Commercial fisheries exert high mortalities on the stocks they exploit and the consequentselection pressure leads to fisheries induced evolution of growth rate, size at maturation, andreproductive output. Productivity and yields may decline as a result, but little is known aboutthe rate at which such changes are likely to occur. Fisheries-induced evolution of exploitedpopulations has recently become a subject of concern for policy makers, fisheries managersand the general public, with prominent calls for mitigating management action. We make ageneral evolutionary impact assessment of fisheries by calculating the expected rate of fisheries induced evolution and the consequent changes in yield. Rates of evolution areexpected to be on the order of 0.1--0.4 % per year. Resulting relative changes in fisheries yield are less than 0.5 % per year. These rates are much lower than published values basedon experiments and analysis of population time series and we explain why published valuesmay have overestimated the rates. Dealing with evolutionary effects of fishing is less urgentthan reducing the direct detrimental effects of overfishing on exploited stocks and on theirmarine ecosystems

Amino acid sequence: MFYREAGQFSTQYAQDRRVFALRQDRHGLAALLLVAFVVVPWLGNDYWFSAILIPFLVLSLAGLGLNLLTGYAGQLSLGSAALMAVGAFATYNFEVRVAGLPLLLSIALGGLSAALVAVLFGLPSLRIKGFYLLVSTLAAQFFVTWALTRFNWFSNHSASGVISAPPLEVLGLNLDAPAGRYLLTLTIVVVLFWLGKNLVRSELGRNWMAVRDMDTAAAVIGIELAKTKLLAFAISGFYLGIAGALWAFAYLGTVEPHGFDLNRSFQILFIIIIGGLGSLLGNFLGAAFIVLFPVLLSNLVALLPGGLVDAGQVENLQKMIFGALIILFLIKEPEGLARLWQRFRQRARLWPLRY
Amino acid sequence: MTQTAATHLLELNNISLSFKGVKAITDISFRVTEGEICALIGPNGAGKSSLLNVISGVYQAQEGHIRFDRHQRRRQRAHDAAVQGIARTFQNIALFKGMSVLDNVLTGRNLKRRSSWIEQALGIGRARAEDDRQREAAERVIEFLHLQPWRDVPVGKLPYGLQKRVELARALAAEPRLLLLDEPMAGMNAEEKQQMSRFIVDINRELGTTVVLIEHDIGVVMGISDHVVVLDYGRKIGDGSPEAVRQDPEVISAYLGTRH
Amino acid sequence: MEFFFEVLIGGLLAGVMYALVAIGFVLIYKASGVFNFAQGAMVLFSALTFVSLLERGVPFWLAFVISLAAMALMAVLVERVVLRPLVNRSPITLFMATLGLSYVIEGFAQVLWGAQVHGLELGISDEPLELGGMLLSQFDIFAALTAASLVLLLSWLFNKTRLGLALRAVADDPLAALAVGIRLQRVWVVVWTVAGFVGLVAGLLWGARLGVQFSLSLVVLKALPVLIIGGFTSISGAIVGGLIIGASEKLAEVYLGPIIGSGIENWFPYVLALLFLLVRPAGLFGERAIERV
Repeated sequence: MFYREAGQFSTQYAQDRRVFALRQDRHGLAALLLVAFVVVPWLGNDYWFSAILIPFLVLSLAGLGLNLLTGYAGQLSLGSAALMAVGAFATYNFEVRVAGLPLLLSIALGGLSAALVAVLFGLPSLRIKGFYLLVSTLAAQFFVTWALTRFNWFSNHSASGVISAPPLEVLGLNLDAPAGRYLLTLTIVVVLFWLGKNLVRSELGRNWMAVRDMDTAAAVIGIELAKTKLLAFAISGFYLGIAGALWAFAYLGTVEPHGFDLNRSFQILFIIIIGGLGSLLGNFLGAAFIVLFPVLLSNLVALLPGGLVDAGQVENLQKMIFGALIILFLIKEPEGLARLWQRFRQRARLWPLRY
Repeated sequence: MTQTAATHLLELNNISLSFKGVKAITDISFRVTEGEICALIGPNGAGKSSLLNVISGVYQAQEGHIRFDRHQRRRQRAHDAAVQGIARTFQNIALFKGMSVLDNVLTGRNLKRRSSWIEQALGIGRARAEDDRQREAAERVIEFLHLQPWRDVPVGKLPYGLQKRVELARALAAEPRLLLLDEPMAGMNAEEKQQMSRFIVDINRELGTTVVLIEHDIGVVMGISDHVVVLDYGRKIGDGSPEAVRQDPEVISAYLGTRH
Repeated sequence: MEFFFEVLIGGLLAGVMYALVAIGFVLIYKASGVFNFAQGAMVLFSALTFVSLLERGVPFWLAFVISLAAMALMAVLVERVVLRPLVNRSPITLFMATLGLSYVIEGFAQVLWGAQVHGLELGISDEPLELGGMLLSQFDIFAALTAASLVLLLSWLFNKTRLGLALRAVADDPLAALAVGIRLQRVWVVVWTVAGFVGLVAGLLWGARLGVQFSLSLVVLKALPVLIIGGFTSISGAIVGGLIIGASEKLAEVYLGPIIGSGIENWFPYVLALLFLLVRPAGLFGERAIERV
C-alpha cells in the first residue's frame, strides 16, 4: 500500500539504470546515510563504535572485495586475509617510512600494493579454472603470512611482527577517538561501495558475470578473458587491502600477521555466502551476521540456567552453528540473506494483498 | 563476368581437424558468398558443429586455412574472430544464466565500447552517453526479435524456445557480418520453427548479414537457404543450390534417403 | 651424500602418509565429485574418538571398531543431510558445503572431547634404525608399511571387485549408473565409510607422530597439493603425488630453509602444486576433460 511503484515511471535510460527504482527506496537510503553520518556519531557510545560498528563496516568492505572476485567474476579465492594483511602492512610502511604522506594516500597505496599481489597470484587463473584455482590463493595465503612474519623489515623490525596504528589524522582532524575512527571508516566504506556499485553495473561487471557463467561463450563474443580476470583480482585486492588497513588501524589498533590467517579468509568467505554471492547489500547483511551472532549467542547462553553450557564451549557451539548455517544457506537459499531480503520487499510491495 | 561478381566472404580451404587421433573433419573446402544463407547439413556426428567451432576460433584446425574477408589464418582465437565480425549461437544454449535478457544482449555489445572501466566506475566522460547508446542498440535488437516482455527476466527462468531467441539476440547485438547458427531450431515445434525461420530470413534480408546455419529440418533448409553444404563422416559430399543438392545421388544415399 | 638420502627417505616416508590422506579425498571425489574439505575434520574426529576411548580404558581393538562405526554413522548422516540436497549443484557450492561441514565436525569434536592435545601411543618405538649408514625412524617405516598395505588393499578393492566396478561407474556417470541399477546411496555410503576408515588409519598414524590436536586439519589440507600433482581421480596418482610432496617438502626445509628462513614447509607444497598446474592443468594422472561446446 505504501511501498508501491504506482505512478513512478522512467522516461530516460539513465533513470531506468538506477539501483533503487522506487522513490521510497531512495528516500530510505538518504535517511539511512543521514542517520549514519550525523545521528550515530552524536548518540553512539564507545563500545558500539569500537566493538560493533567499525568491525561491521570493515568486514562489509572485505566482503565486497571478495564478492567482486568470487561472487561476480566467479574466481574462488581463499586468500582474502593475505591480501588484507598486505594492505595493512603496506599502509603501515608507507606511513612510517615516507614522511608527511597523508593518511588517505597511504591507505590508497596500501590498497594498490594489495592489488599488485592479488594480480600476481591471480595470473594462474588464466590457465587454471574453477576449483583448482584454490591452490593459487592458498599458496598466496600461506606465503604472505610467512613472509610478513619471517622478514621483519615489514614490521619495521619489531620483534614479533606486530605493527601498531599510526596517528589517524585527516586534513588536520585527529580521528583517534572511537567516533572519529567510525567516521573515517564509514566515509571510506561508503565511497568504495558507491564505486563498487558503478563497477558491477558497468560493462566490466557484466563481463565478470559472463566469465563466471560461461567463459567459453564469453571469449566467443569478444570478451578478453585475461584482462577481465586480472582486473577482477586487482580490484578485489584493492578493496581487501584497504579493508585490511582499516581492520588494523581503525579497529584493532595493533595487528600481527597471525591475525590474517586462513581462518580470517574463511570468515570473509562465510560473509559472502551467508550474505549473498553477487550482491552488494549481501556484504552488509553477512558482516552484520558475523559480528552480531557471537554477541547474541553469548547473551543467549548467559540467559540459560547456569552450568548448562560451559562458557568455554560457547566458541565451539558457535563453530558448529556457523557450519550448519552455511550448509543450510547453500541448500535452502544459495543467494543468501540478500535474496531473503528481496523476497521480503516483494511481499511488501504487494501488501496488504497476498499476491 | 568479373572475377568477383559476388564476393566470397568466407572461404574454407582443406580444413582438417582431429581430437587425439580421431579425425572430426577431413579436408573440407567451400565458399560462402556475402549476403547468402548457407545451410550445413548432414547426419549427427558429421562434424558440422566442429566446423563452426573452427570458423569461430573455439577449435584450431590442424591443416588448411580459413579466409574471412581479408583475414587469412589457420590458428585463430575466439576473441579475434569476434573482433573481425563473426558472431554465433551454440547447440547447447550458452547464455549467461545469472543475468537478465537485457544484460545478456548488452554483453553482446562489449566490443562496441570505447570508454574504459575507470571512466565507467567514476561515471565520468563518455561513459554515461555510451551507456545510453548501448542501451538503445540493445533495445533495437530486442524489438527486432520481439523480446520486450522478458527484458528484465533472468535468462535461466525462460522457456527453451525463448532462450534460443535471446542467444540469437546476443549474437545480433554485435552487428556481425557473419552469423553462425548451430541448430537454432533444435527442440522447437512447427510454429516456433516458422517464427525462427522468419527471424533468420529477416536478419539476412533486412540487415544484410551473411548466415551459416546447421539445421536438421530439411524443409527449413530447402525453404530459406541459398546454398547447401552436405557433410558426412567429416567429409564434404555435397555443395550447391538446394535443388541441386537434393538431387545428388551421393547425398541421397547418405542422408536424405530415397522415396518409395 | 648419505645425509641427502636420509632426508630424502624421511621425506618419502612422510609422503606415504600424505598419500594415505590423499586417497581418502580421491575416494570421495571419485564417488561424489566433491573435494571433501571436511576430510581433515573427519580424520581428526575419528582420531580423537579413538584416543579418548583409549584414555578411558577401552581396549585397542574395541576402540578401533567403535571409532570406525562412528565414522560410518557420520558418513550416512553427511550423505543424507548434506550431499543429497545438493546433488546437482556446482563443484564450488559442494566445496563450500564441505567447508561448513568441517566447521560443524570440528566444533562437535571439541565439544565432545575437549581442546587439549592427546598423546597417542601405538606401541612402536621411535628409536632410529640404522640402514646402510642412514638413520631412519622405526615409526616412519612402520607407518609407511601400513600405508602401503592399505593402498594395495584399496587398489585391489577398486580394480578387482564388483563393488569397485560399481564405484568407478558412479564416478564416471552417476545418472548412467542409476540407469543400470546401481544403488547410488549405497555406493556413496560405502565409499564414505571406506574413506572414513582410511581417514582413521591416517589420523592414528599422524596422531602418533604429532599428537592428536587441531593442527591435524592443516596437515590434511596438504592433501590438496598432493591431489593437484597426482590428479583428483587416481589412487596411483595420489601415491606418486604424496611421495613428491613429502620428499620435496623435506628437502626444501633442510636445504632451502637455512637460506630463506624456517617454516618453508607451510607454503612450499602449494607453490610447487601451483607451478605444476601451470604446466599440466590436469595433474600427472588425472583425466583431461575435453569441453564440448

|Publication status||Published - 2009|
|Event||ICES/PICES/UNCOVER Symposium 2009 on Rebuilding Depleted Fish Stocks: Biology, Ecology, Social Science and Management Strategies - Warnemünde/Rostock, Germany|
Duration: 3 Nov 2009 → 6 Nov 2009
|Conference||ICES/PICES/UNCOVER Symposium 2009 on Rebuilding Depleted Fish Stocks|
|Period||03/11/2009 → 06/11/2009|
Andersen, K. H., & Brander, K. (2009). Expected rate of fisheries-induced evolution is slow. Poster session presented at ICES/PICES/UNCOVER Symposium 2009 on Rebuilding Depleted Fish Stocks, Warnemünde/Rostock, Germany.